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Volume Editors: Ying Liu, Zhongping Chen, and Gregory Blue
Zheng He’s Maritime Voyages (1405-1433) and China’s Relations with the Indian Ocean World: A Multilingual Bibliography provides a multidisciplinary guide to publications on this great navigator’s activities and their impact on Chinese and world history. Admiral Zheng He commanded the fifteenth-century world’s largest fleet. In the course of seven voyages made between 1405 and 1433, his massive ships visited over thirty present-day countries in Asia and Africa. Those voyages reflected and reinforced the development of complex networks of trade, migration, cultural exchange, and political interactions between China and the Indian Ocean world.
This bibliography lists sources in thirteen languages, including both scholarly studies and popular works like Gavin Menzies’s controversial bestsellers claiming the Chinese sailed around the world before Columbus. Relevant translations, transliterations and annotations are provided to aid the reader.

The Creation Society and the Practice of Theoretical Struggle in Revolutionary China
Author: Zhiguang Yin
In Politics of Art Zhiguang Yin investigates members of the Creation Society and their social network while in Japan. The study contextualises the Chinese left-wing intellectual movements and their political engagements in relation with the early 20th century international political events and trends in both East Asia and Europe.
The Creation Society was largely viewed as a subject of literary studies. This research, however, evaluates these intellectuals in the context of Chinese revolution and elaborates their theoretical contribution to the Chinese Communist Party’s practice of “theoretical struggle” as a main driving force of ideological construction. As this study tries to demonstrate, theoretical struggle drives the ideological politics forward while maintaining its political vigour.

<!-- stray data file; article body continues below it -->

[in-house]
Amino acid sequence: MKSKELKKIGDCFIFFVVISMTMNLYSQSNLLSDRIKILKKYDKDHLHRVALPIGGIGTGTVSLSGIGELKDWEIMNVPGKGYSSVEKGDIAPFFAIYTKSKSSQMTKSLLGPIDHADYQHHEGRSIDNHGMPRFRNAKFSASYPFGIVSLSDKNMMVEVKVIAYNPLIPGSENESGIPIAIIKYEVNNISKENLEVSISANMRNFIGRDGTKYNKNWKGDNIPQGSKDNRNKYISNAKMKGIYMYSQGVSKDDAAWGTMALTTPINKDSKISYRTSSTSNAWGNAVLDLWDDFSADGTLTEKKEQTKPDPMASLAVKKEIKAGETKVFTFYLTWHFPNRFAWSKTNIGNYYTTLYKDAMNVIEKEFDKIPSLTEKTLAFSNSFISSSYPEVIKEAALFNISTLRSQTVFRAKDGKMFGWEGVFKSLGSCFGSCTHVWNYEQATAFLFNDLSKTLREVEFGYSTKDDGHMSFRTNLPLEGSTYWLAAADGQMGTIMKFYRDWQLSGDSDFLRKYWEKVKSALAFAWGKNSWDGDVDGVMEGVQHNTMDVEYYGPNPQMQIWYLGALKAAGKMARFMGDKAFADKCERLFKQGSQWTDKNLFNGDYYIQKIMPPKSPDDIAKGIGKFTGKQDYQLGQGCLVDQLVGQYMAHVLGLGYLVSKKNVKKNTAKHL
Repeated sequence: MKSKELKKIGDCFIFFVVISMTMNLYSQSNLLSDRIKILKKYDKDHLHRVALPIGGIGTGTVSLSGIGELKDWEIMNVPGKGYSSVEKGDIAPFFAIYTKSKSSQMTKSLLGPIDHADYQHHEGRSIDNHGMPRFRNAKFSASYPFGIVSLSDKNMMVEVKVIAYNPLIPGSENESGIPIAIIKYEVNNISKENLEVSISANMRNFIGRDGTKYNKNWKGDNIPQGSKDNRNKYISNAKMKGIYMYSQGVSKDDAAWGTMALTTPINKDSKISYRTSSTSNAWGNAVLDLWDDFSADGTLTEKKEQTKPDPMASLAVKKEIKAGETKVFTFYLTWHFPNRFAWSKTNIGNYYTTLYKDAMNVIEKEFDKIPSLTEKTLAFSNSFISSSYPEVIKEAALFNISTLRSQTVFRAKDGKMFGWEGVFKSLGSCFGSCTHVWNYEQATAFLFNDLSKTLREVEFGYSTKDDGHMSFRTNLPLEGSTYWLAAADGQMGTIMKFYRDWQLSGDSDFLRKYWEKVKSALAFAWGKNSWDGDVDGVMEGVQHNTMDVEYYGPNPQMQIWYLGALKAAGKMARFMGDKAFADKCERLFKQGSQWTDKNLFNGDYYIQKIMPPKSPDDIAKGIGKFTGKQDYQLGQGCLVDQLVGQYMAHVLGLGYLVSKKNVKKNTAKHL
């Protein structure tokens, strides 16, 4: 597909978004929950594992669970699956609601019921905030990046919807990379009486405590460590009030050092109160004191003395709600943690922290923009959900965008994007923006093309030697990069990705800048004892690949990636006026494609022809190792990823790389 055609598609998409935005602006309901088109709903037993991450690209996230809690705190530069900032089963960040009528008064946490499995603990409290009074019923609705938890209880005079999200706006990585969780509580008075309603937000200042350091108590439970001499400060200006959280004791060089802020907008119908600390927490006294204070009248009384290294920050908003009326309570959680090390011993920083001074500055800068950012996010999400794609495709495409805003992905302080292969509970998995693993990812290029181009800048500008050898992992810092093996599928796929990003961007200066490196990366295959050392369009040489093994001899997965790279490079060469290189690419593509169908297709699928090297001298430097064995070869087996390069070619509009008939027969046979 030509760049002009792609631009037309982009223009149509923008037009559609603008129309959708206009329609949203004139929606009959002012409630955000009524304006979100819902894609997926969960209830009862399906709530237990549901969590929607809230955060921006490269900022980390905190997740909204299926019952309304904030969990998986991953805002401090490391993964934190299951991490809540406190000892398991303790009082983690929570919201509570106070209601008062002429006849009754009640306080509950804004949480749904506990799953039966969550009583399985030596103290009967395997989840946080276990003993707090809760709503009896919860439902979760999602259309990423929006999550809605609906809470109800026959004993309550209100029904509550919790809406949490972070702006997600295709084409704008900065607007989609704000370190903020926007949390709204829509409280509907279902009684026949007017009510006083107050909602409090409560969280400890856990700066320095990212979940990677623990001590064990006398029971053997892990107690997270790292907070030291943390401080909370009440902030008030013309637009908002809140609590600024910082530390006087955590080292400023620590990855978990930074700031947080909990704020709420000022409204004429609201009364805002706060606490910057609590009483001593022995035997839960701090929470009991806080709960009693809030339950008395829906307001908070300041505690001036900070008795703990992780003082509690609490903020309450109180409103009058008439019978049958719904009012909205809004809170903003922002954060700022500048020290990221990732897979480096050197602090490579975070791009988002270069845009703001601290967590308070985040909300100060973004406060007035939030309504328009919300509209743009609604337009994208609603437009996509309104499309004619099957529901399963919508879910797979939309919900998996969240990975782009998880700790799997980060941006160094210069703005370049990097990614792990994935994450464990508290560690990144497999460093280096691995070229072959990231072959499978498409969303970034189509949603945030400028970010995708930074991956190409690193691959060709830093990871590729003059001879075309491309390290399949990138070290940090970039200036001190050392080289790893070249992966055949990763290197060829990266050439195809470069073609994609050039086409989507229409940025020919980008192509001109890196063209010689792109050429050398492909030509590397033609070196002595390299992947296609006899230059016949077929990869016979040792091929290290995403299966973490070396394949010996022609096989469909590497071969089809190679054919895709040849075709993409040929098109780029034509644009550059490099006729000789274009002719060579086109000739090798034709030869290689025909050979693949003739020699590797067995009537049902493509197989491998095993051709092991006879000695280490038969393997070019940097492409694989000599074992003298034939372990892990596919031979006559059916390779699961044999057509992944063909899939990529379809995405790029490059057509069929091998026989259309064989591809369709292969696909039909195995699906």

A History of the Later Han Dynasty 23-220 AD
Winner of the 2017 Choice Outstanding Academic Title Award

The Later Han dynasty, also known as Eastern Han, ruled China for the first two centuries of the Christian era. Comparable in extent and power to the early Roman empire, it dominated east Asia from present-day Vietnam to the Mongolian steppe.
Rafe de Crespigny presents here the first full account of this period in Chinese history to be found in a Western language. Commencing with a detailed account of the imperial capital, the history describes the nature of government, the expansion of the Chinese people to the south, the conflicts of scholars and officials with eunuchs at court, and the final collapse which followed the rebellion of the Yellow Turbans and the rise of regional warlords.
Shanghai Cartoon Artists, Shao Xunmei’s Circle and the Travels of Jack Chen, 1926-1938
Author: Paul Bevan
In A Modern Miscellany: Shanghai Cartoon Artists, Shao Xunmei’s Circle and the Travels of Jack Chen, 1926-1938 Paul Bevan explores how the cartoon (manhua) emerged from its place in the Chinese modern art world to become a propaganda tool in the hands of left-wing artists. The artists involved in what was largely a transcultural phenomenon were an eclectic group working in the areas of fashion and commercial art and design. The book demonstrates that during the build up to all-out war the cartoon was not only important in the sphere of Shanghai popular culture in the eyes of the publishers and readers of pictorial magazines but that it occupied a central place in the primary discourse of Chinese modern art history.
The Movement and its Centennial Legacy
Read an interview with Carlos Yu-Kai Lin.

Remembering May Fourth: The Movement and its Centennial Legacy is a collective work of thirteen scholars who reflect on the question of how to remember the May Fourth Movement, one of the most iconic socio-political events in the history of modern China. The book discusses a wide range of issues concerning the relations between politics and memory, between writing and ritualizing, between fiction and reality, and between theory and practice. Remembering May Fourth thus calls into question the ways in which the movement is remembered, while at the same time calling for the need to create new memories of the movement.